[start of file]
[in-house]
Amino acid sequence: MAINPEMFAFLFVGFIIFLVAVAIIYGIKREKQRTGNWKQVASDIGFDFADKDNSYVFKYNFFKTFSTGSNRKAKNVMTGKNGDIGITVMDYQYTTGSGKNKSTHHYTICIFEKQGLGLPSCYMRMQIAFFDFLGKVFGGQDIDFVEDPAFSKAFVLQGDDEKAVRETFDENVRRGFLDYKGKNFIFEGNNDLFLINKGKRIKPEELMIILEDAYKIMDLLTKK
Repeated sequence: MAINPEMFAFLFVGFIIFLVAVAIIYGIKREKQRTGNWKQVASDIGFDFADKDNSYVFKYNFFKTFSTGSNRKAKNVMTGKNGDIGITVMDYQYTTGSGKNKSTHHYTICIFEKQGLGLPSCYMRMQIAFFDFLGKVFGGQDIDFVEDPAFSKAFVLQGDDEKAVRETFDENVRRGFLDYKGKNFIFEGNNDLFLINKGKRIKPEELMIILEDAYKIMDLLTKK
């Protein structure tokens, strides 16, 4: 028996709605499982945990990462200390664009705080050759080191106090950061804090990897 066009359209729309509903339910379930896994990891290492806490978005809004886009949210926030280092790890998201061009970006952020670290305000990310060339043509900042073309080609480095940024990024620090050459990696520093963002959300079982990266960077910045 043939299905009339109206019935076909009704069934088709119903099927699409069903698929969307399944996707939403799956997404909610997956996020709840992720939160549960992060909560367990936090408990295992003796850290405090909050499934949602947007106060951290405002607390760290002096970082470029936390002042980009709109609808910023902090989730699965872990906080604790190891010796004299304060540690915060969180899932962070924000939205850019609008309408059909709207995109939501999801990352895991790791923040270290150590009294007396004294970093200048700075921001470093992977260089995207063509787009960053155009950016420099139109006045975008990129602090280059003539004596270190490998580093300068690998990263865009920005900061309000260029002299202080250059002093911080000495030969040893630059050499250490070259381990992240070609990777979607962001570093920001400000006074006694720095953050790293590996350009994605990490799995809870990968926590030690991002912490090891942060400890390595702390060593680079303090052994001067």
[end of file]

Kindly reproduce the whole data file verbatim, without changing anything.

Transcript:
[in-house]
Amino acid sequence: MAINPEMFAFLFVGFIIFLVAVAIIYGIKREKQRTGNWKQVASDIGFDFADKDNSYVFKYNFFKTFSTGSNRKAKNVMTGKNGDIGITVMDYQYTTGSGKNKSTHHYTICIFEKQGLGLPSCYMRMQIAFFDFLGKVFGGQDIDFVEDPAFSKAFVLQGDDEKAVRETFDENVRRGFLDYKGKNFIFEGNNDLFLINKGKRIKPEELMIILEDAYKIMDLLTKK
Repeated sequence: MAINPEMFAFLFVGFIIFLVAVAIIYGIKREKQRTGNWKQVASDIGFDFADKDNSYVFKYNFFKTFSTGSNRKAKNVMTGKNGDIGITVMDYQYTTGSGKNKSTHHYTICIFEKQGLGLPSCYMRMQIAFFDFLGKVFGGQDIDFVEDPAFSKAFVLQGDDEKAVRETFDENVRRGFLDYKGKNFIFEGNNDLFLINKGKRIKPEELMIILEDAYKIMDLLTKK
């Protein structure tokens, strides 16, 4: 028996709605499982945990990462200390664009705080050759080191106090950061804090990897 066009359209729309509903339910379930896994990891290492806490978005809004886009949210926030280092790890998201061009970006952020670290305000990310060339043509900042073309080609480095940024990024620090050459990696520093963002959300079982990266960077910045 043939299905009339109206019935076909009704069934088709119903099927699409069903698929969307399944996707939403799956997404909610997956996020709840992720939160549960992060909560367990936090408990295992003796850290405090909050499934949602947007106060951290405002607390760290002096970082470029936390002042980009709109609808910023902090989730699965872990906080604790190891010796004299304060540690915060969180899932962070924000939205850019609008309408059909709207995109939501999801990352895991790791923040270290150590009294007396004294970093200048700075921001470093992977260089995207063509787009960053155009950016420099139109006045975008990129602090280059003539004596270190490998580093300068690998990263865009920005900061309000260029002299202080250059002093911080000495030969040893630059050499250490070259381990992240070609990777979607962001570093920001400000006074006694720095953050790293590996350009994605990490799995809870990968926590030690991002912490090891942060400890390595702390060593680079303090052994001067």